A union coalition opposed to pension reform is arguing that a plan advanced by Senate President John Cullerton would save $26 billion more in retiree health care coverage costs than a plan backed by House Speaker Michael Madigan.
From the Associated Press:
A study by the We Are One Illinois coalition shows that if half of employees and retirees choose to forgo post-career health insurance as part of Senate President John Cullerton’s proposal, the state’s debt to two health insurance programs would be cut in half, by $26 billion.
The unions’ analysis assumes that if half of all current and retired workers opt out of retiree health insurance, then the liability will be cut in half. However, this simplistic assumption has several major flaws:
- It assumes that there will be no differences in health status between those who choose to keep their retiree health insurance and those who do not. But it’s likely that retirees and employees will consider how healthy they are before making this decision. Individuals with chronic conditions, for example, may value access to retiree health insurance more than their healthier co-workers. But if the people who opt out of retiree health insurance are generally healthier than those opting to keep it, the savings would likely be diminished.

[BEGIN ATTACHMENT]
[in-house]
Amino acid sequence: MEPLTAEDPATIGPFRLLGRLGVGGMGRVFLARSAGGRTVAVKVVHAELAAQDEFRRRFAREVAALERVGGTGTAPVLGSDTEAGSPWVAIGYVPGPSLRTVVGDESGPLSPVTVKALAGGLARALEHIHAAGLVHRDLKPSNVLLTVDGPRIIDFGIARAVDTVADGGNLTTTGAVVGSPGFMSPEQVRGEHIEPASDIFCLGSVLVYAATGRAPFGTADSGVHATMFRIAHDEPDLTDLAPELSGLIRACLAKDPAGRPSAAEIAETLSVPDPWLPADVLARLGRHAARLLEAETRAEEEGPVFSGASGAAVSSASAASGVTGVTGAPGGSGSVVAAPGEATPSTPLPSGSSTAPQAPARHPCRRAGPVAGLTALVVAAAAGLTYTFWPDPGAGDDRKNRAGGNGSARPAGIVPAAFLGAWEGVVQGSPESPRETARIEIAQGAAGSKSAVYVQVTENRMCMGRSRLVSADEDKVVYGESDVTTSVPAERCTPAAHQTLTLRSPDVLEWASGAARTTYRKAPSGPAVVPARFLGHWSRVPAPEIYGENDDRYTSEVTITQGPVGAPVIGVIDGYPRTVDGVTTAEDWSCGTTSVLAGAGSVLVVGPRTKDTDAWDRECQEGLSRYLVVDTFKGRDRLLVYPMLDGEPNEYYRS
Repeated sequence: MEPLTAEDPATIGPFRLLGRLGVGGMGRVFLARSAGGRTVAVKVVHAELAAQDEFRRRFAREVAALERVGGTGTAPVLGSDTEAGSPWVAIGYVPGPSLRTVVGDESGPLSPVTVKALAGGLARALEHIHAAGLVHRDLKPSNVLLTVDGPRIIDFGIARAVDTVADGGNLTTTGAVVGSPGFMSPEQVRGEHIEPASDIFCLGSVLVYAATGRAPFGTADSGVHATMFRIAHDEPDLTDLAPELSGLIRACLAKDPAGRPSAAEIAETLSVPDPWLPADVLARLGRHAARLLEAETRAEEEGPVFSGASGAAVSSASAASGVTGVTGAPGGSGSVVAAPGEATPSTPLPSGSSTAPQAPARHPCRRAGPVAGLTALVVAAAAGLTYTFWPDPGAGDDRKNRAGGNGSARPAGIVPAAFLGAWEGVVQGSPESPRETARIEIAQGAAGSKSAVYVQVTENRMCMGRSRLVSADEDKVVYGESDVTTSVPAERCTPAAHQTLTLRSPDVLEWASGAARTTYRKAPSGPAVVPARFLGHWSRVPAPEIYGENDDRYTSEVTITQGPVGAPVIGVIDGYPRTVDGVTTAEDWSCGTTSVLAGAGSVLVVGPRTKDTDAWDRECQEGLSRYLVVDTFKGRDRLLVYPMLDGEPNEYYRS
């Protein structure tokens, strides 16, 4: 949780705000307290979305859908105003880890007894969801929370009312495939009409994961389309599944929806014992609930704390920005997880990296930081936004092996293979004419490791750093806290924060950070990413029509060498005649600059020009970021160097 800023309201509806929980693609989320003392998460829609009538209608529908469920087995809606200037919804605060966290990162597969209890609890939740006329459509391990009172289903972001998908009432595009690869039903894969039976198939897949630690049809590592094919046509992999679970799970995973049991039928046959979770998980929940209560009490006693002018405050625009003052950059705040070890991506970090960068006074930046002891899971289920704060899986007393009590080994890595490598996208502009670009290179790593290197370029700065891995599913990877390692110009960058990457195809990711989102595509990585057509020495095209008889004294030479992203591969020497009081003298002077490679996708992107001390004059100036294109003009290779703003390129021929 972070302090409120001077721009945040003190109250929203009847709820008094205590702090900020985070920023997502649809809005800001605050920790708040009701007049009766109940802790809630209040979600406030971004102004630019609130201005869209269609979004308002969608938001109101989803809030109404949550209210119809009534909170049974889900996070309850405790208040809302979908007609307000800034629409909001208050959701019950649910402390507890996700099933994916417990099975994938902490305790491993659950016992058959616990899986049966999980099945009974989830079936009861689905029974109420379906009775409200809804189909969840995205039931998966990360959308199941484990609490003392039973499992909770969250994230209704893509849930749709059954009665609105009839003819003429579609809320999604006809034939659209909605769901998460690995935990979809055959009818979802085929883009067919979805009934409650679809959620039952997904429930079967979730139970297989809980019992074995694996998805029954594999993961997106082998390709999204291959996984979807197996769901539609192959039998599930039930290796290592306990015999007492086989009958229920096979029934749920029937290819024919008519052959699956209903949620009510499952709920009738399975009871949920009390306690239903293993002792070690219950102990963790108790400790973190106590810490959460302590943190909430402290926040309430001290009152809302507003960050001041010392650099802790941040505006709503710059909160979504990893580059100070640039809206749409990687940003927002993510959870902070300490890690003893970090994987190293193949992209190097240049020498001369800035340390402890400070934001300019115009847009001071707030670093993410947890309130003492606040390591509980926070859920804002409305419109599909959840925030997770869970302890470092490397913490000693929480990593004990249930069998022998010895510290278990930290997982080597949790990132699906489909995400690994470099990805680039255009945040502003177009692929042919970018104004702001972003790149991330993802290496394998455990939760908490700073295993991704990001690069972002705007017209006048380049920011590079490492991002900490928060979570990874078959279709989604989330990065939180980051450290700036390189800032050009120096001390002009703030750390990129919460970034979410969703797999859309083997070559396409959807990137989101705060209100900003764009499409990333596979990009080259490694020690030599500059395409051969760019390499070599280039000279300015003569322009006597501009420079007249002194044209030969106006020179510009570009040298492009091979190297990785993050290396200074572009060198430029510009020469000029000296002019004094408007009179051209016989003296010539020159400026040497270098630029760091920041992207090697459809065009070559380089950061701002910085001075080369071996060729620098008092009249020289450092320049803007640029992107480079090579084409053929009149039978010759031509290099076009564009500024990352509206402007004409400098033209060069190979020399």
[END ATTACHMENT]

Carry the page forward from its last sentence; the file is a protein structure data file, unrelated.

- It assumes that there will be no differences in ages between the retirees who choose to keep their retiree health insurance and those who do not. This assumes that a retiree with a state-funded Medicare supplement values that benefit the same as an early retiree receiving full insurance benefits because he or she is not yet eligible for Medicare. But the cost of providing an early retiree with health insurance is 2.5 times the cost of providing a Medicare supplement to an older retiree. If the retirees who opt out of retiree health insurance are generally older, the savings would be substantially diminished.
- It assumes that there will be no differences in ages between the current employees who choose to keep their retiree health insurance and those who do not. This assumes that young, healthy workers will value retiree health insurance benefits the same as workers nearing retirement age. This is important because the younger a worker is, the lower the accrued liability for his or her retiree health benefits. The present value of health benefits that won’t be paid for another 30 years is far, far less than the present value of benefits that will begin to be paid in five years. If the current workers opting out of retiree health insurance are generally younger, the savings would be diminished.
If the unions really cared about achieving savings, they’d offer to nix retiree health insurance costs altogether, saving $54 billion in accrued liability. (The unions separately argue that any changes to retiree health insurance are unconstitutional.)
As we’ve argued, both Cullerton’s approach and Madigan’s plan get us nowhere near the savings we’ll need to have any hope of rescuing the pension systems in the long run. Only major reforms, likemoving to 401(k)-style plans for all future work and tackling the automatic, compounded cost-of-living adjustment, can get the problem under control.